Here is a simple bowing exercise inspired by the teaching of George Neikrug. The point is to be aware of how the curve of the bow can be utilized to pull the string in either direction, and how it should take advantage of the cylindrical cross-section of the string to maximize the tonal output for the leverage which the bow-arm, shoulders, back, torso, and hips put into that string, taking into account the angle required by the string's position on the bridge. The angle of the bow is exaggerated in the graphics here, but the idea is to almost but not actually touch the adjacent string at either end of the bow stroke when using the whole bow to roll over on either side of the string (but you can start by playing a double stop with the adjacent string to get used to moving from one side of the string to the other, then work on avoiding it).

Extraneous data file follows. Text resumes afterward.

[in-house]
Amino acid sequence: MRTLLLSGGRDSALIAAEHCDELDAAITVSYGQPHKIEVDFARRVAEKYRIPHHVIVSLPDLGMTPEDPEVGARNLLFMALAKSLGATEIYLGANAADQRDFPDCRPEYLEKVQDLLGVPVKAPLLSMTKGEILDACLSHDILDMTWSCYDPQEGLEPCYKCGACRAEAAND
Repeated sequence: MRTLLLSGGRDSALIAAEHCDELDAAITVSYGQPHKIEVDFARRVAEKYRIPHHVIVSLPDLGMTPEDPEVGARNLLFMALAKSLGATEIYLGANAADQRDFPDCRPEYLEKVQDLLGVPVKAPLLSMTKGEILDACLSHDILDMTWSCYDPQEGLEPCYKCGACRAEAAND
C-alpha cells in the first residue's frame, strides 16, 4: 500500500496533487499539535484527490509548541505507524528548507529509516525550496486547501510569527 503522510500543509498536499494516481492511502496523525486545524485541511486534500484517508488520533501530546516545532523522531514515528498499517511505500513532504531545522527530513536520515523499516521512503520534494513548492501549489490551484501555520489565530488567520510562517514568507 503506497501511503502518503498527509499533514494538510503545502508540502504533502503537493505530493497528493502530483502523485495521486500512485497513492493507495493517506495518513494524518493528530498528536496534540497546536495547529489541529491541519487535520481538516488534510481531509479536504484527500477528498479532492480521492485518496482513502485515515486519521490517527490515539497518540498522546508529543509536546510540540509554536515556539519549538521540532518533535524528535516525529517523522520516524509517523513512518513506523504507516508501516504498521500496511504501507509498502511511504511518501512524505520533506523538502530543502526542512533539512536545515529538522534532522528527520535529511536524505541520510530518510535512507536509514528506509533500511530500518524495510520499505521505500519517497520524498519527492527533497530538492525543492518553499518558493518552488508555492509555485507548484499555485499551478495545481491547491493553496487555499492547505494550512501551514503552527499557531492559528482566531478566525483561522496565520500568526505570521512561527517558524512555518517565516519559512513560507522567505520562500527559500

One other thing not on this sheet: I generally prefer to play on the edge of the hair with the stick turned towards me, even at the tip. If you want consistency in your foundation tone, the string expects the same degree of focus at any point in the bow, so rather than play flat hair at the tip which can lead to a harder edged sound, I engage the core of my back muscles and rotate around my spine to help maintain strength and leverage (remember the baseball slugger on this blog?), and keep the same narrow amount of string under the bow hair to maximize how much of the string is vibrating. Of course, with variety of musical expression there should be variety of tone color, so in actual music making one needs to be flexible in bow usage, but this is a good way to start a practice session.